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About the law

Starting January 1, 2018, California employers cannot ask job applicants for their salary history, based on a new law that continues the expansion of equal pay protection. California joins a growing list of cities and states trying to combat the gender pay gap by focusing on the value of a particular position rather than the value of the individual based on his or her prior compensation. The law applies to both public and private employers.

What employers need to know

The law prohibits employers, either personally or through an agent, such as an outside recruiter, from asking job applicants about their salary or wage history including bonuses and benefits. Under this new law, employers are not prohibited from contacting a job applicant’s previous employer to verify an applicant’s prior salary after a job offer has been made. However, there are certain jurisdictions in California, such as San Francisco, where employers may not disclose the salary history of any current or former employee to a prospective employer, without written authorization from the employee.

Job applicants can voluntarily and without prompting, disclose their salary history and if they do disclose their current or prior salary, an employer cannot use this information to determine whether to hire the applicant. However, an employer may use the salary information that was voluntarily disclosed when deciding an applicant’s starting salary. At the same time, employers should be aware that if they choose to base someone’s salary on what the applicant had voluntarily disclosed, the California Fair Pay Act prohibits them from relying on this information by itself to justify any gender, ethnicity, or race-based pay disparities.

In addition to banning salary history inquiries, employers are required to provide any job applicant, upon “reasonable” request, with a “pay scale” for the position they are applying for. The law does not specifically define what is considered “reasonable” or what a “pay scale” is; therefore, employers can determine how best to comply with this new disclosure requirement.

Next steps for employers

  1. Review your employment applications and pre-employment inquiries to ensure your organization no longer requires or asks about salary history.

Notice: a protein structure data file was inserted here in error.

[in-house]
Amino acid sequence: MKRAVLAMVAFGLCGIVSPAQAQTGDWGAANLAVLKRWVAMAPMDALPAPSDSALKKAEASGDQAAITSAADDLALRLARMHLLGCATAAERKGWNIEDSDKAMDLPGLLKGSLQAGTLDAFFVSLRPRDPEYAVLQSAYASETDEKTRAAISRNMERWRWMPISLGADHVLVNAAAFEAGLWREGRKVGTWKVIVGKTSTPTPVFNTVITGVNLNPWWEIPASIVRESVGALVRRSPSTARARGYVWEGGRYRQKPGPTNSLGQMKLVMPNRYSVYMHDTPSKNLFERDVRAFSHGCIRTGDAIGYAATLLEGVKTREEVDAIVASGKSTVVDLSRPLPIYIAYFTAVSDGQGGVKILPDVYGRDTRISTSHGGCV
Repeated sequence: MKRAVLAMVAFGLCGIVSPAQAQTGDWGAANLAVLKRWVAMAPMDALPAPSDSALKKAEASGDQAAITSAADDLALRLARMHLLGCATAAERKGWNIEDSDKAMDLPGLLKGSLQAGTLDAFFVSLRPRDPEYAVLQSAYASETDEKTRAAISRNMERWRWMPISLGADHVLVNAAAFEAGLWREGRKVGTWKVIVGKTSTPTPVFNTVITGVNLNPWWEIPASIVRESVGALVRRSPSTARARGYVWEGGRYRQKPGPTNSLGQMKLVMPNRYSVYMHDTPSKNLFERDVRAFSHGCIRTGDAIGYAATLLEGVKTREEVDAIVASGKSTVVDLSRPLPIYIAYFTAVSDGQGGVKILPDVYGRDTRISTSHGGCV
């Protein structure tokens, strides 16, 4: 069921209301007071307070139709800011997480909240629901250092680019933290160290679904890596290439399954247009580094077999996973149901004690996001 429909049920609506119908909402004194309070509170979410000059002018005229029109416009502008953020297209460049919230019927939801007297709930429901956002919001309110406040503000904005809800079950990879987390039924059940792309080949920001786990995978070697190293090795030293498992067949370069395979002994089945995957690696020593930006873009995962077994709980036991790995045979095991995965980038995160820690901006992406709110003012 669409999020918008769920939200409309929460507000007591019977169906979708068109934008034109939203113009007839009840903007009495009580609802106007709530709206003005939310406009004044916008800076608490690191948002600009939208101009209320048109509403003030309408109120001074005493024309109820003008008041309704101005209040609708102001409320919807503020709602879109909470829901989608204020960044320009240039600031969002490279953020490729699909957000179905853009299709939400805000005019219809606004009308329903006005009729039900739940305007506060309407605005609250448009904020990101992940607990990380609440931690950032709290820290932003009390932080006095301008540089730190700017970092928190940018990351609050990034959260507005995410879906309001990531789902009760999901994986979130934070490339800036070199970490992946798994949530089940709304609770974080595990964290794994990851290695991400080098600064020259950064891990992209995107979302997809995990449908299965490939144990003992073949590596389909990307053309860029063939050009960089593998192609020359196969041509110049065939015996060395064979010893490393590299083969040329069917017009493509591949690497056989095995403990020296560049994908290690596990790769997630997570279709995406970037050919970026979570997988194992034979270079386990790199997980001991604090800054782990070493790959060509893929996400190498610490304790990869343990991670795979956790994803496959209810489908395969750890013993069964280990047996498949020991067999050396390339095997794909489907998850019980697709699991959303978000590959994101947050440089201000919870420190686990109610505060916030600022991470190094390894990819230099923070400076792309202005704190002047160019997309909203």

2. Review your background check forms and phone screen and interview materials to eliminate any questions about salary history.
  3. Make sure your hiring managers are trained to not ask questions about salary history.
  4. Multistate employers should be aware of this new law as similar laws are gaining momentum in other jurisdictions. Similar legislation already took effect in New York on October 31, 2017, and will take effect on July 1, 2018, in Massachusetts. Twelve other states currently have bills pending.
  5. If you are one of our full-service clients, we’ll help you review your employment application and provide you with some sample interview questions to ensure that you will be compliant with these new regulations. If you have any questions about how this new law affects your business, please contact us.

This content is provided with the understanding that HR Knowledge is not rendering legal advice. While every effort is made to provide current information, the law changes regularly and laws may vary depending on the state or municipality. The material is made available for informational purposes only and is not a substitute for legal advice or your professional judgment. You should review applicable laws in your jurisdiction and consult experienced counsel for legal advice. If you have any questions regarding this content, please contact HR Knowledge at 508.339.1300 or email us.